baileys trail tour 4

Wayne National Forest representatives walk across the plank leading from the Baileys back into Chauncey-Dover Community Park on Dec. 4.

Debbie Phillips, CEO of Rural Action, delivered a status update to the Athens County Commissioners Tuesday on a grant-funded economic development project connected to the Baileys Trail System in the Wayne National Forest.

Rural Action is the lead partner on a $1.235 million Appalachian Regional Commission POWER grant that was awarded in October 2019. A small part of the grant, about $250,000, will go toward trail construction in the region, including $150,000 toward the Baileys Trail System, an under-construction 88-mile trail system in the Wayne National Forest with trailheads in Chauncey, Buchtel and Doanville. The Wayne National Forest is taking the lead on that part of the grant.

Phillips explained Tuesday that the economic development project is being taken on by several key local partners including the Athens-based Appalachian Center for Economic Networks (ACEnet), Ohio’s Hill Country Heritage Association, Athens High School’s internship program and the Wayne National Forest.

The main thrust of the grant-funded collaborative effort is to make sure that the Baileys Trail System has an impact far beyond just being the largest mountain-biking-optimized trail in the country east of the Mississippi River, Phillips said.

Phillips cited one recent example of a small-scale project supported by the grant funds: training sessions for local residents in communities near the Baileys Trail System on how to use the Airbnb short-term rental system and make money from those operations.

In the future, ACEnet plans to host “pop-up offices” in trail towns such as Doanville, Chauncey, Nelsonville and “some others,” as well as workshops in those towns, in order to walk residents through potential business plans.

Meanwhile, Ohio’s Hill Country Heritage Association as well as the Athens County Convention & Visitors Bureau will work on two different sets of marketing plans. One of those plans, Phillips explained, is focused on drawing visitors to the area from bigger cities, and the other is focused on a “main event plus five” campaign, aimed at bringing people to the region for “one big event” plus five other smaller attractions, such as restaurants or local parks.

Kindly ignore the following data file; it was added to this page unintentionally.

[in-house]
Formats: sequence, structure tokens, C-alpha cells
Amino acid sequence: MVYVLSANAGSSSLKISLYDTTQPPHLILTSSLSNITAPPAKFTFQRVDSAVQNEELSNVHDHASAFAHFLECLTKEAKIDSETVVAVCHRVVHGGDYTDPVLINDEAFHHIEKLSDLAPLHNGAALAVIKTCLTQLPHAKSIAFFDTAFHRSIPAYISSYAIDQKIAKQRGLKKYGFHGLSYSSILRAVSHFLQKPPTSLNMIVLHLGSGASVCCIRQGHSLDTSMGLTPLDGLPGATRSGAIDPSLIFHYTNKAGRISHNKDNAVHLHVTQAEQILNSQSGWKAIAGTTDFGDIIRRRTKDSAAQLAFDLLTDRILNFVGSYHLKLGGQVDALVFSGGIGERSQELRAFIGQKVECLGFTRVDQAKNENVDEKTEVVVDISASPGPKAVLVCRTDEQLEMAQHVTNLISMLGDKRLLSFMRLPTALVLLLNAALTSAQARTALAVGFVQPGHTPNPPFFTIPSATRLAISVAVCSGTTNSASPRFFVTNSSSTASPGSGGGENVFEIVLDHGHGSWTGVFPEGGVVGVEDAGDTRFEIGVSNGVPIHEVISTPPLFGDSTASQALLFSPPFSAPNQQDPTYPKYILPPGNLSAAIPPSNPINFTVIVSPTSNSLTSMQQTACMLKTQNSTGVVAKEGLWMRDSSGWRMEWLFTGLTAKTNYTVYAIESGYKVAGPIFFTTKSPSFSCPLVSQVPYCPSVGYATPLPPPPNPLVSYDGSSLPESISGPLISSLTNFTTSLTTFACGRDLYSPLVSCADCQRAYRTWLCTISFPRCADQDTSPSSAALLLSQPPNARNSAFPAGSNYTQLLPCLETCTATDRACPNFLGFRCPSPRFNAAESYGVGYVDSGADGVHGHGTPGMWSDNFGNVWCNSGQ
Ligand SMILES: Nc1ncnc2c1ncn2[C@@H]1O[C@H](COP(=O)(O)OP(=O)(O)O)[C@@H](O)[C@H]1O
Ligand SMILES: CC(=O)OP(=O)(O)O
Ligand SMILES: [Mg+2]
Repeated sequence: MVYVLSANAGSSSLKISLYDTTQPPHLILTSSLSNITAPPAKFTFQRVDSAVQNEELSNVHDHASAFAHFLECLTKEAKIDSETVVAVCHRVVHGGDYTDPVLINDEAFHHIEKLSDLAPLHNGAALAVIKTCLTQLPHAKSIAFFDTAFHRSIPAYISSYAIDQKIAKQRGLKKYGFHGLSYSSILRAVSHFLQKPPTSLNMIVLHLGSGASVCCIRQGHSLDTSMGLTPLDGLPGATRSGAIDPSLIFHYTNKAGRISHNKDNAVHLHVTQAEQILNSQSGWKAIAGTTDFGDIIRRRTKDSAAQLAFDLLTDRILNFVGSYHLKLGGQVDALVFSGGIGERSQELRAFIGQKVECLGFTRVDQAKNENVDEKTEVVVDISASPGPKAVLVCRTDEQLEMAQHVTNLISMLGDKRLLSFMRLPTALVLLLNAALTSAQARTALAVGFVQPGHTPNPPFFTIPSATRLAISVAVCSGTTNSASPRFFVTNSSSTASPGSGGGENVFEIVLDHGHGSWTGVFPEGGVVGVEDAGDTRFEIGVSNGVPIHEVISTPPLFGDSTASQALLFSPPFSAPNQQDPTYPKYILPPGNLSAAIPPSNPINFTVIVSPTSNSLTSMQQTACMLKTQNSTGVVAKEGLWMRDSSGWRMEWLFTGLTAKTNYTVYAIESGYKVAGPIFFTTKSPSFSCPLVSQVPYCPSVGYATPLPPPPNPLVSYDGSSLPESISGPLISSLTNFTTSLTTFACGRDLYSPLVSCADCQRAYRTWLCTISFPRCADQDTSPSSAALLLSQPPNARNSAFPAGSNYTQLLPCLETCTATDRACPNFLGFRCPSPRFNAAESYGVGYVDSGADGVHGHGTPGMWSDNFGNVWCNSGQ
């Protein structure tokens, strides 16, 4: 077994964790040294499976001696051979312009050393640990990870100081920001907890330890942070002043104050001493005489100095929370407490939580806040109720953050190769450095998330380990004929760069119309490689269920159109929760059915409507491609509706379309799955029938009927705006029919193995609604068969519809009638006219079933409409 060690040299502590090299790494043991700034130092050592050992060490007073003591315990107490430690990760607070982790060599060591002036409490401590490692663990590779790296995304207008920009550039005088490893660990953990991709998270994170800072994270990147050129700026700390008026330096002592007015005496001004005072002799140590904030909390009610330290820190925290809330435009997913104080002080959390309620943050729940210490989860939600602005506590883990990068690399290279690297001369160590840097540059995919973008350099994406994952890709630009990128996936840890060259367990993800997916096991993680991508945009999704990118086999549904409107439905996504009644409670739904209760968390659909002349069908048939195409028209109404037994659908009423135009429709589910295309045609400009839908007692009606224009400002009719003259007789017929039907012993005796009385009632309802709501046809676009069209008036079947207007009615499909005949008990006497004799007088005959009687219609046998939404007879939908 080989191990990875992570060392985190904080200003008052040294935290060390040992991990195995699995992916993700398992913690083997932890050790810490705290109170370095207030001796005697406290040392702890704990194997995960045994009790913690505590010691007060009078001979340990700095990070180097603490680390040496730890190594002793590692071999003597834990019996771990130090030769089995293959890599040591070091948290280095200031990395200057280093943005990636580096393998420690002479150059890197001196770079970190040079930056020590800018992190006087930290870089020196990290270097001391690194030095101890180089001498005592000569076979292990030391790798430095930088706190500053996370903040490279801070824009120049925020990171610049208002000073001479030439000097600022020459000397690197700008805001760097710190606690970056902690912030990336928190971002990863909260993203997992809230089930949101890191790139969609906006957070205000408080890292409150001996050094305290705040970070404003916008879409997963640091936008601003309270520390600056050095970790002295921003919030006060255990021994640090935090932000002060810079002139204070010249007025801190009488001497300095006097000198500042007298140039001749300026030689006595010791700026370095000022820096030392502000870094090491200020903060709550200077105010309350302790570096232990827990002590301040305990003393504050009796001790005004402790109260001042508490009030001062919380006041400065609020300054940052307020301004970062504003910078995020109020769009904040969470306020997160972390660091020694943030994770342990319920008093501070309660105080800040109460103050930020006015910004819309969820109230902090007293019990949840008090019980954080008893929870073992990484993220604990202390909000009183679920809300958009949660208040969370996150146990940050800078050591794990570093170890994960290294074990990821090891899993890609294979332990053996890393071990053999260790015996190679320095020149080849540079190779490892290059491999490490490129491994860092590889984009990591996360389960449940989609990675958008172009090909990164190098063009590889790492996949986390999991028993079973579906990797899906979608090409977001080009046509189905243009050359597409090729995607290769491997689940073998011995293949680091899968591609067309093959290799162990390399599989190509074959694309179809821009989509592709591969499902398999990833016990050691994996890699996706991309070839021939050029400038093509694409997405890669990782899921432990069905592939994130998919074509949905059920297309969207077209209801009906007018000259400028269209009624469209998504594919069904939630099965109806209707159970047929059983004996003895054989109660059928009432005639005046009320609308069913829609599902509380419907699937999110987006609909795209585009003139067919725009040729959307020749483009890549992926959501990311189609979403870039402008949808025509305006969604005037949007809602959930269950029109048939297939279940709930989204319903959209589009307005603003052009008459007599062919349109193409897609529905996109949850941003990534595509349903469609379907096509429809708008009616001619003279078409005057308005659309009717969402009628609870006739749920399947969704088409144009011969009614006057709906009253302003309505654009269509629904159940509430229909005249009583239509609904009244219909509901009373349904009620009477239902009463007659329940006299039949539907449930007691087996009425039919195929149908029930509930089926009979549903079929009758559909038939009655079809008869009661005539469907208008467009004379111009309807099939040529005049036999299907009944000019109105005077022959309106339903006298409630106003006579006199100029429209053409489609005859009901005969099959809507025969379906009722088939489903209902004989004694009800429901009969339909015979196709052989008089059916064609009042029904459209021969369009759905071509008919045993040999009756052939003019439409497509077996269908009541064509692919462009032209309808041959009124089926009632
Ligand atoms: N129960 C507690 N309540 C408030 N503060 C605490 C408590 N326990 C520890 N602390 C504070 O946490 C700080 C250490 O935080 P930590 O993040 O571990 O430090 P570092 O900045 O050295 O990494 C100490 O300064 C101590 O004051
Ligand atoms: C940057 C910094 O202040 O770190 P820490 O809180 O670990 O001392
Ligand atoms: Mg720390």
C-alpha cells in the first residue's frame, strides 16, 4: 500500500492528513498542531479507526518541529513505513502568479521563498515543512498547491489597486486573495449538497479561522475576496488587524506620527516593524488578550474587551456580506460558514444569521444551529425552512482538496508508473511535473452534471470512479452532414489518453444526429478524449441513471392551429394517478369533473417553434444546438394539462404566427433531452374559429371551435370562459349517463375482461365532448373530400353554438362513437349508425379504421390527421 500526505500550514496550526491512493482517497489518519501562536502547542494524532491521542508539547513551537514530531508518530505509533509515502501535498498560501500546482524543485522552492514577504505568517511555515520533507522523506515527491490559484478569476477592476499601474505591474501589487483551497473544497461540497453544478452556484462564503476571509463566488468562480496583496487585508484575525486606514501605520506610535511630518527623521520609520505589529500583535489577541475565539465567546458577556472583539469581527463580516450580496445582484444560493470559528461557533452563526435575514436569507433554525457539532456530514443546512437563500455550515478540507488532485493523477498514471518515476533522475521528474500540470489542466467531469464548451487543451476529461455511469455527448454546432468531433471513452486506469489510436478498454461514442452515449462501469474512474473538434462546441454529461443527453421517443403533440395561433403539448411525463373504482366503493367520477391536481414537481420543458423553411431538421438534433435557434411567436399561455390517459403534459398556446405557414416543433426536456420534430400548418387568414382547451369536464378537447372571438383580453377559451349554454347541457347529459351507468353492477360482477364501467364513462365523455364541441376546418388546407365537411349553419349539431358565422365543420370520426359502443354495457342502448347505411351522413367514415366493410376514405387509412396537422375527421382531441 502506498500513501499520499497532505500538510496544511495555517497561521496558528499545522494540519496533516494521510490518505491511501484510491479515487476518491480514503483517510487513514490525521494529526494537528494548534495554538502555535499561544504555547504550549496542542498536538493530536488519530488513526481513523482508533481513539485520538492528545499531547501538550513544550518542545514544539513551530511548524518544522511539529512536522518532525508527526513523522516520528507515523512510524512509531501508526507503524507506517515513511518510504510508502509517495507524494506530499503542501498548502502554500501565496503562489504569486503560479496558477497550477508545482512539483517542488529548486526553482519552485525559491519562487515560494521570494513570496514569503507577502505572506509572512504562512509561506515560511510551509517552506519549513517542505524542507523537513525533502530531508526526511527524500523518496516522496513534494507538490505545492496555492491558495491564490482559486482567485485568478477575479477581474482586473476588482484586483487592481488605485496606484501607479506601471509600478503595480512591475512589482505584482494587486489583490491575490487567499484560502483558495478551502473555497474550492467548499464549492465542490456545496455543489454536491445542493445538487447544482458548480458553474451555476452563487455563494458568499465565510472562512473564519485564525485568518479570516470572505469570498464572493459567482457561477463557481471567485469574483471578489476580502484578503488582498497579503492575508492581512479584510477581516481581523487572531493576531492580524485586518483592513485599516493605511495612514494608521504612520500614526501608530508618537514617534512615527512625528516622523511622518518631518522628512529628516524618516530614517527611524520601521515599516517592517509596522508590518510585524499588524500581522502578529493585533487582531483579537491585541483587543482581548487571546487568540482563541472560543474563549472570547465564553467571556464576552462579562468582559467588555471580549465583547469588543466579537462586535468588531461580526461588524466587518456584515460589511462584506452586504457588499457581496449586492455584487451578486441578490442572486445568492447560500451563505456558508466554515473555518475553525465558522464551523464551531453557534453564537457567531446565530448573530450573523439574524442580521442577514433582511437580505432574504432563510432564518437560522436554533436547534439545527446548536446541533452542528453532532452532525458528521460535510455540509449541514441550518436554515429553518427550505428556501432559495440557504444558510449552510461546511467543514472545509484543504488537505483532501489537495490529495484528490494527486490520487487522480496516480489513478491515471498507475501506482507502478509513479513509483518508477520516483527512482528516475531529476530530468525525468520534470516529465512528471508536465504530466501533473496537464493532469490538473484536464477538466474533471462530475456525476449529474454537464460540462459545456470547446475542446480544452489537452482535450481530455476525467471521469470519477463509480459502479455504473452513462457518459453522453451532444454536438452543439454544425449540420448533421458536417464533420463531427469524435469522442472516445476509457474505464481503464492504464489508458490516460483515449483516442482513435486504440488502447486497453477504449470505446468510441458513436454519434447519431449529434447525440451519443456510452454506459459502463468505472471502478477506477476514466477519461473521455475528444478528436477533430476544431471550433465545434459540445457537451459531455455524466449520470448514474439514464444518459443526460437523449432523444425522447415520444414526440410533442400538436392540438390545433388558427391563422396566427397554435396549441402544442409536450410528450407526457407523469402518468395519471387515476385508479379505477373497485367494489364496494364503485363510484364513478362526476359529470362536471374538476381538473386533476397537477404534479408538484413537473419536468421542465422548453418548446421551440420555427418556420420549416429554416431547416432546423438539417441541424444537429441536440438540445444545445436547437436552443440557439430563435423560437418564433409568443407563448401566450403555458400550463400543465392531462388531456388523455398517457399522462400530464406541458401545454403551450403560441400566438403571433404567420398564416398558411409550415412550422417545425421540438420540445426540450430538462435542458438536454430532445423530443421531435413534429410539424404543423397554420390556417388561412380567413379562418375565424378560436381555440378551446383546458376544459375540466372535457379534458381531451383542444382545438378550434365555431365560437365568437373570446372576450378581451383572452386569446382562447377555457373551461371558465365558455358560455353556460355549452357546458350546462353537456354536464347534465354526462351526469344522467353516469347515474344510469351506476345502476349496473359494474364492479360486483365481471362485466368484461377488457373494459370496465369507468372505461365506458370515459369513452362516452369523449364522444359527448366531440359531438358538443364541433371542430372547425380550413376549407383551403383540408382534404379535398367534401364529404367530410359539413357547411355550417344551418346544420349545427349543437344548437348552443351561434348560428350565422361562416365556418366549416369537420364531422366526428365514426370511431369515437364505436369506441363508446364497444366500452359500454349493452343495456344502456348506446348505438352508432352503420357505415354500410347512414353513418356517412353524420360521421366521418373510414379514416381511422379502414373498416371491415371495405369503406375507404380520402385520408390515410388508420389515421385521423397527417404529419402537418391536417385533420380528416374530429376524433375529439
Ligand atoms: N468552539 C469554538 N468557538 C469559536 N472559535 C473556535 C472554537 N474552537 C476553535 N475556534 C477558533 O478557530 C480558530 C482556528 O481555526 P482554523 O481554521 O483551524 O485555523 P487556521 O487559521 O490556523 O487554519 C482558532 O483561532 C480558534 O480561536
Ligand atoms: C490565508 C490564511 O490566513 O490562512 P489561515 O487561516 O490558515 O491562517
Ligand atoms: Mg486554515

Phillips added that another piece of the grant will fund the Wayne National Forest working with the Appalachian Conservation Corps to create temporary jobs connected to trail-building where people can learn skills and gain certifications (such as in chainsaw use, for example).

The grant also will support Athens High School placing 12 paid high school interns per year in different organizations and companies throughout the region for work experience. 

Phillips said she hopes that portion of the project will help reinforce the idea among students that “you don’t have to leave Athens to get a job,” and that they can “build a life here.”

In other news, Phillips said the project’s partners have submitted a request to change part of the scope of the grant-funded project to include payment for an executive director position for the Outdoor Recreation Council of Appalachia (ORCA), which is a council of governments formed by leaders of area government agencies.

Phillips and Athens County Commissioner Lenny Eliason (a member of ORCA) explained that the Baileys Project has so many different partner agencies that it can be difficult for the ORCA group to manage everything. This is why the executive director position would be helpful (both to manage the project and to help raise funds), they said.

County Commissioner Charlie Adkins said he “struggled to understand” how management of the trail system would work, considering it’s on national forest land.

Dawn McCarthy, a public relations officer with the Wayne National Forest, explained that the Wayne is considering entering into a special-use agreement with ORCA for that group to manage the trail system.

Also during the meeting Tuesday, the county Commissioners asked county Planner Jessie Powers to submit a state capital budget funding request to the Ohio Legislature to provide between $3 million and $3.5 million to ORCA for construction of the Baileys Trail System. This is after Commissioners Chris Chmiel and Adkins previously said they’re not sure the county can afford to provide enough funding for complete construction of the trail on a timely basis (Commissioner Eliason has abstained from those conversations)

Athens City Council already has approved $90,000 per year for 20 years (about $1.8 million total) to fund trail construction. ORCA has requested a similar amount from the Athens County Commissioners.

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